Grindr security glitch gave hackers a ‘basic’ way to hijack accounts
Grindr has fixed a security glitch that gave any malicious user an easy way to take control of a user’s account with only their email address.
The dating and hook-up app has faced and fixed security challenges before. These have included sharing users’ HIV status with third-party companies and revealing users’ exact location.
However, the newly exposed security flaw is one of the most basic of all.
Technology publisher TechCrunch says French security researcher Wassime Bouimadaghene discovered the vulnerability. He reported the issue to Grindr but didn’t hear back. So he shared the details with other security experts to get help.
Grindr fixed the issue a short time later.
The problem was with how the app managers password resets. Like many apps, users can request a new password by entering the email address they used to register their account.
Grindr then sends them an email with a clickable link allowing them to reset the password. They can then get back into their account.
However, the security flaw allowed anyone who knows how to use developer tools on their internet browser to see what the password reset tokens looked like.
Because they all followed the same format, a person with even basic coding skills could request a token for themselves and use the same format to access other people’s accounts. The only information they would need was the user’s email address.
Once they had that, they could change the user’s password and access their private data on Grindr. In many cases, this includes photos, private messages, sexual orientation and even HIV status.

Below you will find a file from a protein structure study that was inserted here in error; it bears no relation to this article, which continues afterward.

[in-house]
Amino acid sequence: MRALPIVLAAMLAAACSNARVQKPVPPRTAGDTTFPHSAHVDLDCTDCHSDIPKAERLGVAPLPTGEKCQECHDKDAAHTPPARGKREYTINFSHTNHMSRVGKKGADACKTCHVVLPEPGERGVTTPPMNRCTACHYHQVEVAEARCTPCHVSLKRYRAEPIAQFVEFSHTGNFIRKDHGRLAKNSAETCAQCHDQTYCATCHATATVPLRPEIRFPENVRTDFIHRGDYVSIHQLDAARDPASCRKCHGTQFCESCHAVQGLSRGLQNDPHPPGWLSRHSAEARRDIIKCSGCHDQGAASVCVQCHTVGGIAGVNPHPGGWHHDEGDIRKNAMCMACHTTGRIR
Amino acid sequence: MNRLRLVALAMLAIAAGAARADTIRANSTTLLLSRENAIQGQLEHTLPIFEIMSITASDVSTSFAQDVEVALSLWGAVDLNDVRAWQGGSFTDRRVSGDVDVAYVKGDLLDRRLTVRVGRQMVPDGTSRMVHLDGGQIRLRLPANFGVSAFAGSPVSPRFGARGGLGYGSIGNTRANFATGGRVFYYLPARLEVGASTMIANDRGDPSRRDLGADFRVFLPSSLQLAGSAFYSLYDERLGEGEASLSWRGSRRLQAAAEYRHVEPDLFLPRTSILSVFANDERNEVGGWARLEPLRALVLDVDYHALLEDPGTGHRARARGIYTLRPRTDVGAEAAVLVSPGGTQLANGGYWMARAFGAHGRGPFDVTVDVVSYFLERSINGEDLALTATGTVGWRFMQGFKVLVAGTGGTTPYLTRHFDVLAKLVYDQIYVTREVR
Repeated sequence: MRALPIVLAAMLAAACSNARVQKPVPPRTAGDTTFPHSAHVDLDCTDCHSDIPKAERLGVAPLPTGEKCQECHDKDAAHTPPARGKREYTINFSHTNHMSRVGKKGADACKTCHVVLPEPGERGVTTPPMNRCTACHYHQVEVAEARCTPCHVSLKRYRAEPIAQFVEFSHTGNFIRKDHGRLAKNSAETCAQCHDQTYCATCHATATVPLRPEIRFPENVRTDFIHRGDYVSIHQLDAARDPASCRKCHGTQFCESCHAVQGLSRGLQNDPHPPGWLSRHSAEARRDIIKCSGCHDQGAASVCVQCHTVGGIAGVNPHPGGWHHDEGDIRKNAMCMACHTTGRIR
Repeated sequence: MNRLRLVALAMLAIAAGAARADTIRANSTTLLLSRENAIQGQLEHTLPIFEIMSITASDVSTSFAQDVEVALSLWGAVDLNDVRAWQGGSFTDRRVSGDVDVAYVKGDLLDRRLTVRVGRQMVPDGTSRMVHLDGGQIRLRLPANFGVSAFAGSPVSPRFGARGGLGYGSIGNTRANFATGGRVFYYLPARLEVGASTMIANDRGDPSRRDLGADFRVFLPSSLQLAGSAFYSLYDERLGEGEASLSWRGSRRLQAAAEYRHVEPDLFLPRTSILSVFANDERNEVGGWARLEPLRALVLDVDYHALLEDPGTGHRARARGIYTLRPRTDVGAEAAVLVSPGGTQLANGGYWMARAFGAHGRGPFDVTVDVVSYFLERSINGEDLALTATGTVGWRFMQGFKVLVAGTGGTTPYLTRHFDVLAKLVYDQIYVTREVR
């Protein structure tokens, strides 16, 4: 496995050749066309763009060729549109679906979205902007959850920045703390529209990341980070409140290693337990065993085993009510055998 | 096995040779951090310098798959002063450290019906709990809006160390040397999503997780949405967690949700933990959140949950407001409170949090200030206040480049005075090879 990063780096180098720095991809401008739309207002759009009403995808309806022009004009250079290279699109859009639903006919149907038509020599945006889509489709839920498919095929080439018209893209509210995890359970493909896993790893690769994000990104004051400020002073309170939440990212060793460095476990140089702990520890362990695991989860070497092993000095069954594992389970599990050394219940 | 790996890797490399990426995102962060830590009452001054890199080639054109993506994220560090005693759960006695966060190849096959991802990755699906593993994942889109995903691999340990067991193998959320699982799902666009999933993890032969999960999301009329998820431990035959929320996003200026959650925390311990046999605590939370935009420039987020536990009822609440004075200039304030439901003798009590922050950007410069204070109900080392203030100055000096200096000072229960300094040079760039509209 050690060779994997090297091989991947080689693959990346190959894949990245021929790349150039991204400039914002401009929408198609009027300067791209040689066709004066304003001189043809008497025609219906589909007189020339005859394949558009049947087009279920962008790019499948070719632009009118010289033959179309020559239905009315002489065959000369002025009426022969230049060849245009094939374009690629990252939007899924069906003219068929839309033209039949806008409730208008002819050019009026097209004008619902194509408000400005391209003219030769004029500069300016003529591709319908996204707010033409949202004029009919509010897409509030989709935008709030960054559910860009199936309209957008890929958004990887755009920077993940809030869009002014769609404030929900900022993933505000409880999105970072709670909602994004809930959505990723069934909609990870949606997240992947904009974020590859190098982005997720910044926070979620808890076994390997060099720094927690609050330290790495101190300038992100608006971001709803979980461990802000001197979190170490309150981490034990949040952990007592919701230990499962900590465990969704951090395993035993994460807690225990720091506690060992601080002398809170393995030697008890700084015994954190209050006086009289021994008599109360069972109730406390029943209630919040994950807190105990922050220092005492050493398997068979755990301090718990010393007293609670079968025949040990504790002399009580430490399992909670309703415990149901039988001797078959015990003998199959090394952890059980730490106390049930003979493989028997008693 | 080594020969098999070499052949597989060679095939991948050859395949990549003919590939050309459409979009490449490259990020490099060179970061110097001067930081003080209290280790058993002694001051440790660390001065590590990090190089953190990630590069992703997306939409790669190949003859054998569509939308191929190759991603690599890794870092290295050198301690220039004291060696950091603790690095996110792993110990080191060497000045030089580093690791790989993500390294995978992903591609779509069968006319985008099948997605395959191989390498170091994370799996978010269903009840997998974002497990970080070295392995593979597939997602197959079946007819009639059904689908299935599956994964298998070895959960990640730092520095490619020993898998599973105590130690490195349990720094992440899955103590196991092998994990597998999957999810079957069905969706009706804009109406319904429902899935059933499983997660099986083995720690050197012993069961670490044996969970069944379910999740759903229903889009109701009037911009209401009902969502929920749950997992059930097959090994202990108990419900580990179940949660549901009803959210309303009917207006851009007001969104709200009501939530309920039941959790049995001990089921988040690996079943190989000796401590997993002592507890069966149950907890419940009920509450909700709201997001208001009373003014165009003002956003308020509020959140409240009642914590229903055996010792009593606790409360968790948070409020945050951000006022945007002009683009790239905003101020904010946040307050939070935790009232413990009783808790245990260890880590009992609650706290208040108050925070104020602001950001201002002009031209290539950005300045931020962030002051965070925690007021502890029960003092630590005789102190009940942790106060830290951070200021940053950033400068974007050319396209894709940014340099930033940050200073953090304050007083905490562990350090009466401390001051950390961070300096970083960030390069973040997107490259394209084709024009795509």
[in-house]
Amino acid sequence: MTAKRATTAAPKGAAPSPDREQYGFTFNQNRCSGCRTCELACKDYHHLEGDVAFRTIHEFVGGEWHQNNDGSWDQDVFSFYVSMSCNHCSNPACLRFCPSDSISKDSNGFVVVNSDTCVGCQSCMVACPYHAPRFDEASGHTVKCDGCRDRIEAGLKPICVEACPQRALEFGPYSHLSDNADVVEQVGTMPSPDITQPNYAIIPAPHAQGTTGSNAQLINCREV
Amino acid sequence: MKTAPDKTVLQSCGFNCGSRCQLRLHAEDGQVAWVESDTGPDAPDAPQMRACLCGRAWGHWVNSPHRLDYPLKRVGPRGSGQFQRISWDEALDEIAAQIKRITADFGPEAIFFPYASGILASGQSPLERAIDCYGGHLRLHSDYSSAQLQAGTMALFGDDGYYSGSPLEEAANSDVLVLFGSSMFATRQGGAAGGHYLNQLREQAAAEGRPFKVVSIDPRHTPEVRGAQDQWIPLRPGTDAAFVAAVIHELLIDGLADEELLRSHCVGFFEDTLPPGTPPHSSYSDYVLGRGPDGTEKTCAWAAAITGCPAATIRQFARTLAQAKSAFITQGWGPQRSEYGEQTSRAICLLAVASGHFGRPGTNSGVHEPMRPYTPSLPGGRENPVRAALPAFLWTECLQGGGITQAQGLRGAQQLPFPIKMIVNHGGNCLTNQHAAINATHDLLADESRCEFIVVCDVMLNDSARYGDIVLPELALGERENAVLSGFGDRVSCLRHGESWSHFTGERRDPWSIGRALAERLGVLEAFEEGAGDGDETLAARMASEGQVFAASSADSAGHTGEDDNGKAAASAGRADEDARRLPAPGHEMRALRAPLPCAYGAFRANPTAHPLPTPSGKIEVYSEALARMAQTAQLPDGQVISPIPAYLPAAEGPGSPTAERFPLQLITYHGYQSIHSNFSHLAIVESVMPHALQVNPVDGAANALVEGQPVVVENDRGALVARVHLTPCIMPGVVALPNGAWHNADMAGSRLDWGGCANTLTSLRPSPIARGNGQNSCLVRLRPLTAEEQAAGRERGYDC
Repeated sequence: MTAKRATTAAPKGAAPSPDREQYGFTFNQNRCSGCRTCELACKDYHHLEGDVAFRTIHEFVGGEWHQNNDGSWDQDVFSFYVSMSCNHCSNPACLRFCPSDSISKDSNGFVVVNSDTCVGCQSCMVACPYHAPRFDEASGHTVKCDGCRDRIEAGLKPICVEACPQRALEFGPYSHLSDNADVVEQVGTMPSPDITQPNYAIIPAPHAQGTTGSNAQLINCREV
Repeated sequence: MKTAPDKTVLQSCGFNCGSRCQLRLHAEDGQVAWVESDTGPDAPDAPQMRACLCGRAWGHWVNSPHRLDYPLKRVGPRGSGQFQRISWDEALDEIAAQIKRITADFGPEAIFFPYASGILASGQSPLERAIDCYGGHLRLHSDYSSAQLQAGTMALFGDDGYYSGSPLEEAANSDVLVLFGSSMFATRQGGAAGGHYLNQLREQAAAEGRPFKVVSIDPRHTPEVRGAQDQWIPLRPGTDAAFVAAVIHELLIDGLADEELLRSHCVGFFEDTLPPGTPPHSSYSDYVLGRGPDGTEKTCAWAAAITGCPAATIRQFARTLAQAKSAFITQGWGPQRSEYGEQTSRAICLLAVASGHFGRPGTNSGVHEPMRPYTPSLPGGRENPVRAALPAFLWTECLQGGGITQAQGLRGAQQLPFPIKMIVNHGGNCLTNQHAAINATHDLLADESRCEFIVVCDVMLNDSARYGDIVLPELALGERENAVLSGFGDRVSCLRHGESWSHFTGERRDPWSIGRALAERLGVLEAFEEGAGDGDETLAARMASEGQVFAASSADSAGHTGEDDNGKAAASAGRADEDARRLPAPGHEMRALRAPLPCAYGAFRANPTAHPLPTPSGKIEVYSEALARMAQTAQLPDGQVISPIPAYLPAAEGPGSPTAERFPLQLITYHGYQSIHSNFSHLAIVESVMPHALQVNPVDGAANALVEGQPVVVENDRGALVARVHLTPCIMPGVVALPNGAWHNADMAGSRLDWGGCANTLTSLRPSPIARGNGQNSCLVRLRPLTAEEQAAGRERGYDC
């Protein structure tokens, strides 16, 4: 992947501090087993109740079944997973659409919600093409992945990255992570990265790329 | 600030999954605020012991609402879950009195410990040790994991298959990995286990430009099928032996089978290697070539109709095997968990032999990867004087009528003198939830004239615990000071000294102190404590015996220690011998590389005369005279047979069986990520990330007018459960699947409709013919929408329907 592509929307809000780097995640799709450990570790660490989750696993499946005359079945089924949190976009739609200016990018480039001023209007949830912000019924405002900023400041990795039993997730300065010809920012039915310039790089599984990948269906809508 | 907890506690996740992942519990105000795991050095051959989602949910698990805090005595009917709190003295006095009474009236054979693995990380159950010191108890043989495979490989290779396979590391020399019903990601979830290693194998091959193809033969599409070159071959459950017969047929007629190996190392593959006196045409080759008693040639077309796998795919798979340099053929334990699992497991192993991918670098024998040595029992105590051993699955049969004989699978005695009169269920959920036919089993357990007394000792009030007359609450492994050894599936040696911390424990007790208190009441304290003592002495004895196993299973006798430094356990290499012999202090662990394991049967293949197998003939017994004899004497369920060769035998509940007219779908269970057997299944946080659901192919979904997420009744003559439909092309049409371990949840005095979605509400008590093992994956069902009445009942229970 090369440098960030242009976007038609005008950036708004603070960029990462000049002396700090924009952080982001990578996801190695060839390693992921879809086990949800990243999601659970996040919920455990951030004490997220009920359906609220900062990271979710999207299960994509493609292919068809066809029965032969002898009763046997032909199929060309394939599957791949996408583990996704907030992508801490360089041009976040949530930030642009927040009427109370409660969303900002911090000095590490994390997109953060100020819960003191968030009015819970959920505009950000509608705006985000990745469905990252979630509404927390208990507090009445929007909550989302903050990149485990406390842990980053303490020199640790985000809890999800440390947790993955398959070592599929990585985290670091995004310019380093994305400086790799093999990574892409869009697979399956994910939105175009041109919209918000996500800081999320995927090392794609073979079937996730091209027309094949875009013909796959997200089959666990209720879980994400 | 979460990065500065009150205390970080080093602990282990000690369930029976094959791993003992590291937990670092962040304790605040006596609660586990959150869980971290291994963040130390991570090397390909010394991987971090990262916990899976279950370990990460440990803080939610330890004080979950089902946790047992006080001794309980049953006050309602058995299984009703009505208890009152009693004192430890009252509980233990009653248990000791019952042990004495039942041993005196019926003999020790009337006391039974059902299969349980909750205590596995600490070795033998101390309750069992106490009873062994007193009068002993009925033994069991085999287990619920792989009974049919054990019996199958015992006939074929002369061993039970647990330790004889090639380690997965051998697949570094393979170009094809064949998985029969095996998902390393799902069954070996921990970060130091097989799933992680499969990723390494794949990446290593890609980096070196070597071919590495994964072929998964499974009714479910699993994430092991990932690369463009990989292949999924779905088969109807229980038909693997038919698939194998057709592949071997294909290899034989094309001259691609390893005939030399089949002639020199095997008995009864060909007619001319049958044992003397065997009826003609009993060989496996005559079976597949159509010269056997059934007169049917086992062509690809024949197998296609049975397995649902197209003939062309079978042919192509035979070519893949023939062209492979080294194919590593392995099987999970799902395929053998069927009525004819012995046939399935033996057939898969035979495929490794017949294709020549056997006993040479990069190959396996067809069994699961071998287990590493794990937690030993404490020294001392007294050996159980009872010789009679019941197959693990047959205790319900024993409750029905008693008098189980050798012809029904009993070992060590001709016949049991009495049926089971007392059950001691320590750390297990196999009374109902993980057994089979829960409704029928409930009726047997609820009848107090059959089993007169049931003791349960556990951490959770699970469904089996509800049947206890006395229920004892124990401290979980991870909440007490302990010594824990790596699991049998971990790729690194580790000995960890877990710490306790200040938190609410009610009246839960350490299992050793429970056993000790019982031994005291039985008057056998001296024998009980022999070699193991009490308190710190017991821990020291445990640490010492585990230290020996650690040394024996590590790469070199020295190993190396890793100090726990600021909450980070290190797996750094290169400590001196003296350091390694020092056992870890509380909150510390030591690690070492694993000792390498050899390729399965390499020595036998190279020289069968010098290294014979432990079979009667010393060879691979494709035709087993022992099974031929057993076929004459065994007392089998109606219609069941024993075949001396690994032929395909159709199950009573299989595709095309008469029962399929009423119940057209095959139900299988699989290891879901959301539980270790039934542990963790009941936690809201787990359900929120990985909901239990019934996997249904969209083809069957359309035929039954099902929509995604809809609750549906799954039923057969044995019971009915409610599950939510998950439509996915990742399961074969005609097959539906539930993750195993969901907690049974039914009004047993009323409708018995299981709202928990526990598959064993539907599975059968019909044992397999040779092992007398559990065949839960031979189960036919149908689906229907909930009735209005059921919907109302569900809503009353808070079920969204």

Security expert Troy Hunt, who helped Bouimadaghene, told TechCrunch:
‘This is one of the most basic account takeover techniques I’ve seen.’
Flaw fixed before malicious users exploited it
However, Grindr said Bouimadaghene had spotted the security flaw before anyone could abuse it.
In a statement, Grindr’s chief operating officer Rick Marini said:
‘We are grateful for the researcher who identified a vulnerability. The reported issue has been fixed. Thankfully, we believe we addressed the issue before it was exploited by any malicious parties.
‘As part of our commitment to improving the safety and security of our service, we are partnering with a leading security firm to simplify and improve the ability for security researchers to report issues such as these.
‘In addition, we will soon announce a new bug bounty program to provide additional incentives for researchers to assist us in keeping our service secure going forward.’
Making Grindr kinder
Grindr has around 27 million users with an estimated 3 million using the app every day.
However, while the app has allowed many to find sex, friends and even partners, it has also carried risks. These include tech security breaches, attracting crime including murder, and police harassment.
An American company now owns it after the US government decided its former Chinese owner posed a national security threat.
And this year it removed its ethnicity filter after years of complaints about racism.
Meanwhile the way in which some users reject other people on the basis of race, age, body shape and perceived femininity has consistently sparked debate among gay and bi men.
The app is now 11 years old. And a poll of GSN readers last year found that 18% thought it had been good for the LGBT+ community with 33% thinking it had been bad. Meanwhile 49% thought it had both positives and negatives.
Meanwhile a separate survey in March 2019 found that 56.5% of Grindr users thought they may eventually find the love of their lives on the app. Moreover, 84% of users have fallen in love with someone they met on Grindr.
Published on GayStarNews Read the original article
Author: Tris Reid-Smith